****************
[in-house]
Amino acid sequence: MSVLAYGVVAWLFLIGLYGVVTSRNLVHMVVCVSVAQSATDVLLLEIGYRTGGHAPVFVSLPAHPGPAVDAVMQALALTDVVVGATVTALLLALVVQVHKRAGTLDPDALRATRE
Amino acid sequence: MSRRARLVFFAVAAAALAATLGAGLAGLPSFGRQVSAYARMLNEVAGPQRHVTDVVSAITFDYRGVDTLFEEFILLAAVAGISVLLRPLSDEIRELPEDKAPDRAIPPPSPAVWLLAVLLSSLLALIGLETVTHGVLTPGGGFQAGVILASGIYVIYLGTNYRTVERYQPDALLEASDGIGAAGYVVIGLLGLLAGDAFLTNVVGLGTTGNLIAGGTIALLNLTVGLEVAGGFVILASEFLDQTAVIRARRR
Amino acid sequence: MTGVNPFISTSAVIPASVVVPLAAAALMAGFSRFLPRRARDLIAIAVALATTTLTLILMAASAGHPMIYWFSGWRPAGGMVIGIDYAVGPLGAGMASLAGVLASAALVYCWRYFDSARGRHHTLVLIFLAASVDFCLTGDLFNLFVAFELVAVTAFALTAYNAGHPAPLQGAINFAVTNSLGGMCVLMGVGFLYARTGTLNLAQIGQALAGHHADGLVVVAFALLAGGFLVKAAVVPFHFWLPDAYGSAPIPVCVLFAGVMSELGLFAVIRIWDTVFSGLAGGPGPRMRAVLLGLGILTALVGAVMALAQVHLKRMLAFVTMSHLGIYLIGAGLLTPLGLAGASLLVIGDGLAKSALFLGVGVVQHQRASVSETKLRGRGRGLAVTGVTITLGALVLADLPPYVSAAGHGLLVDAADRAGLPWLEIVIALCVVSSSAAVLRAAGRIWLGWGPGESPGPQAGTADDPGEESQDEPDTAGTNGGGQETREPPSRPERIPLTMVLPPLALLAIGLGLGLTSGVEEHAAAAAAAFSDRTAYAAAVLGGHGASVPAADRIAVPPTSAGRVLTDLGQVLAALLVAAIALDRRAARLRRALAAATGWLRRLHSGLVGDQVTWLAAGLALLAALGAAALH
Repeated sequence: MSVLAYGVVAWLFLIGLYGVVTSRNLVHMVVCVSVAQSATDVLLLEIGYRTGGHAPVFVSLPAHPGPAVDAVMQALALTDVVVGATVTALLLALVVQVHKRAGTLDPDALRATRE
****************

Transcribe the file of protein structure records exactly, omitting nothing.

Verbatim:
[in-house]
Amino acid sequence: MSVLAYGVVAWLFLIGLYGVVTSRNLVHMVVCVSVAQSATDVLLLEIGYRTGGHAPVFVSLPAHPGPAVDAVMQALALTDVVVGATVTALLLALVVQVHKRAGTLDPDALRATRE
Amino acid sequence: MSRRARLVFFAVAAAALAATLGAGLAGLPSFGRQVSAYARMLNEVAGPQRHVTDVVSAITFDYRGVDTLFEEFILLAAVAGISVLLRPLSDEIRELPEDKAPDRAIPPPSPAVWLLAVLLSSLLALIGLETVTHGVLTPGGGFQAGVILASGIYVIYLGTNYRTVERYQPDALLEASDGIGAAGYVVIGLLGLLAGDAFLTNVVGLGTTGNLIAGGTIALLNLTVGLEVAGGFVILASEFLDQTAVIRARRR
Amino acid sequence: MTGVNPFISTSAVIPASVVVPLAAAALMAGFSRFLPRRARDLIAIAVALATTTLTLILMAASAGHPMIYWFSGWRPAGGMVIGIDYAVGPLGAGMASLAGVLASAALVYCWRYFDSARGRHHTLVLIFLAASVDFCLTGDLFNLFVAFELVAVTAFALTAYNAGHPAPLQGAINFAVTNSLGGMCVLMGVGFLYARTGTLNLAQIGQALAGHHADGLVVVAFALLAGGFLVKAAVVPFHFWLPDAYGSAPIPVCVLFAGVMSELGLFAVIRIWDTVFSGLAGGPGPRMRAVLLGLGILTALVGAVMALAQVHLKRMLAFVTMSHLGIYLIGAGLLTPLGLAGASLLVIGDGLAKSALFLGVGVVQHQRASVSETKLRGRGRGLAVTGVTITLGALVLADLPPYVSAAGHGLLVDAADRAGLPWLEIVIALCVVSSSAAVLRAAGRIWLGWGPGESPGPQAGTADDPGEESQDEPDTAGTNGGGQETREPPSRPERIPLTMVLPPLALLAIGLGLGLTSGVEEHAAAAAAAFSDRTAYAAAVLGGHGASVPAADRIAVPPTSAGRVLTDLGQVLAALLVAAIALDRRAARLRRALAAATGWLRRLHSGLVGDQVTWLAAGLALLAALGAAALH
Repeated sequence: MSVLAYGVVAWLFLIGLYGVVTSRNLVHMVVCVSVAQSATDVLLLEIGYRTGGHAPVFVSLPAHPGPAVDAVMQALALTDVVVGATVTALLLALVVQVHKRAGTLDPDALRATRE